Your percentages are ever further reduced when you consider that of the one to two percent of the people who have the correct behavior pattern, many will not have the “will-do” – the desire to get involved and do what is needed in the job, regardless they have some key components. Add to the above the fact that you have a very distinct job environment. Your company culture has certain ethics and beliefs that are constantly reinforced or rejected. Some of the people who have the “can-do” as it relates to the correct behavior pattern will not have the value system personality to fit comfortably within your company. Look at the hiring picture from a holistic viewpoint to realize just how difficult it can be to consistently make good hiring decisions. Let’s face it…there is no return on the capital investment in people unless you get people to stay for the second year. A realist would say, “Some people succeed because they are destined to. Most people succeed because they are determined to.”

The Formula of Selling

The triangular relationship as it applies to selling is one of attitude, skill, and knowledge. The shortest side of this relationship controls the overall effectiveness of the individual in the job. Within that thought is the essence of the fault that lies with product knowledge training. Far too many companies in our channel, both technology-oriented as well as service oriented, think that knowing more about the product or service is going to increase the effectiveness of their sales rep’s presentation. The fact that product knowledge gets stronger does not necessarily increase the seller’s ability to make a presentation. You want to train effectively to get to the point where the sales rep is knowledgeable on all things including the product; that he is part of the efficiency and value-add, as is the company, as well as the product itself. Often, the classical sales behavior is not one that is highly detail oriented. When companies don’t enhance the typical skill set of sales reps further and periodically as needed, nothing spectacular will likely result.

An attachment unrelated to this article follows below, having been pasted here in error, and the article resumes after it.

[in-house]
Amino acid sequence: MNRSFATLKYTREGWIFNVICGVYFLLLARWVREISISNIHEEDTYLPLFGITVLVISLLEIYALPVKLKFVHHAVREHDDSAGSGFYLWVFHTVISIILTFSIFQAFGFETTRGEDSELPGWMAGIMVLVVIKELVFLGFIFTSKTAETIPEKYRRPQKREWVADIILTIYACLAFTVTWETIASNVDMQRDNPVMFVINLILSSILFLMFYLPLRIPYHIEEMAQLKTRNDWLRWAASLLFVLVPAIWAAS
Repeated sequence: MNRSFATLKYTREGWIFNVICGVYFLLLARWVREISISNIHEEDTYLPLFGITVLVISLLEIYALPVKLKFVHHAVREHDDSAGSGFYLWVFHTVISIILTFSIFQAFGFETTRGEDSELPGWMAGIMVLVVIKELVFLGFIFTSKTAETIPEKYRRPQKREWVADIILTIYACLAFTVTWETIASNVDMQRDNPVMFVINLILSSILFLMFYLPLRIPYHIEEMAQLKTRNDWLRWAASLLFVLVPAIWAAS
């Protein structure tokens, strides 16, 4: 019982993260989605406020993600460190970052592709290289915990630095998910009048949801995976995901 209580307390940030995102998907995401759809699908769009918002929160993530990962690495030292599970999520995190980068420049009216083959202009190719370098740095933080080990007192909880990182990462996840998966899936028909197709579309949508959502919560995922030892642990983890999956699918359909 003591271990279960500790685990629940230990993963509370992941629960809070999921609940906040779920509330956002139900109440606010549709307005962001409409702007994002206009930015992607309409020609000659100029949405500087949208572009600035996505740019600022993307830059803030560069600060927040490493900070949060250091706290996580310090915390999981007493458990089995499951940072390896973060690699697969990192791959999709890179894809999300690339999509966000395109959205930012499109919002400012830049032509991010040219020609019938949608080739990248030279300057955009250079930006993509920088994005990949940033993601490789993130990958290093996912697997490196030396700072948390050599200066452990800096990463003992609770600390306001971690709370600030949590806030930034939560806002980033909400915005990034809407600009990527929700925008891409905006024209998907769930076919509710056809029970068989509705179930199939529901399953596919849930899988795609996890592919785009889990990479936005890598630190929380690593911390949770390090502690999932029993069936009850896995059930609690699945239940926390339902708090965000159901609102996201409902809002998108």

Attitude Is Everything

The greatest of our human freedoms is the ability to choose one’s attitude in any set of circumstances. When a person’s attitude has been reduced or has become negative, there is little to help that individual – unless they want to be helped. You’ve got to affect a good attitude, you have to be willing to create an environment or program that says attitude is everything, especially in sales. Top performers know that the glass is half-full, not half-empty. It all depends on how one sees it. Top performers seek to be on fire with ideas, game plans, reinventing the wheel. They choose to believe before others believe. If they believe that they can’t do something then the company won’t prosper. It doesn’t make any difference what things really are, if your salespeople think things are positive or they can turn things around, they will likely succeed in most instances. The attitudes they have are a positive reflection of what “might happen” and they are going to positively affect their customers, clients, prospects, associates, and managers with their enthusiasm. You can train people to transmit a positive attitude even if they inwardly do not possess it; having them adopt it and using it as a sales tactic. Basically, even when our attitude isn’t “real,” it can convey intent.

Training for Quality

The buzz word tossed around by most management is “quality.” Let’s consider quality training. Quality is in the eye of the beholder. When you satisfy an individual’s needs regarding attitude, skill, knowledge, service, product, company, market, etc., you are structuring the quality of product, services, and even a training situation. The quality situation is enhanced by what others think of it. It is important what you, the manager think about a particular situation, it is also important what I think about a situation, but what is really important is what they, the client, thinks about that situation…the product, the training program, how it relates to that customer. It is then “quality or it not” based upon how they think of it. When they become “on fire” with the idea of good quality in what they are doing or getting, they relate it to everyone else. The result usually drives processes and profits up which then translate to a quality deal.




About the Author: Rich Sissen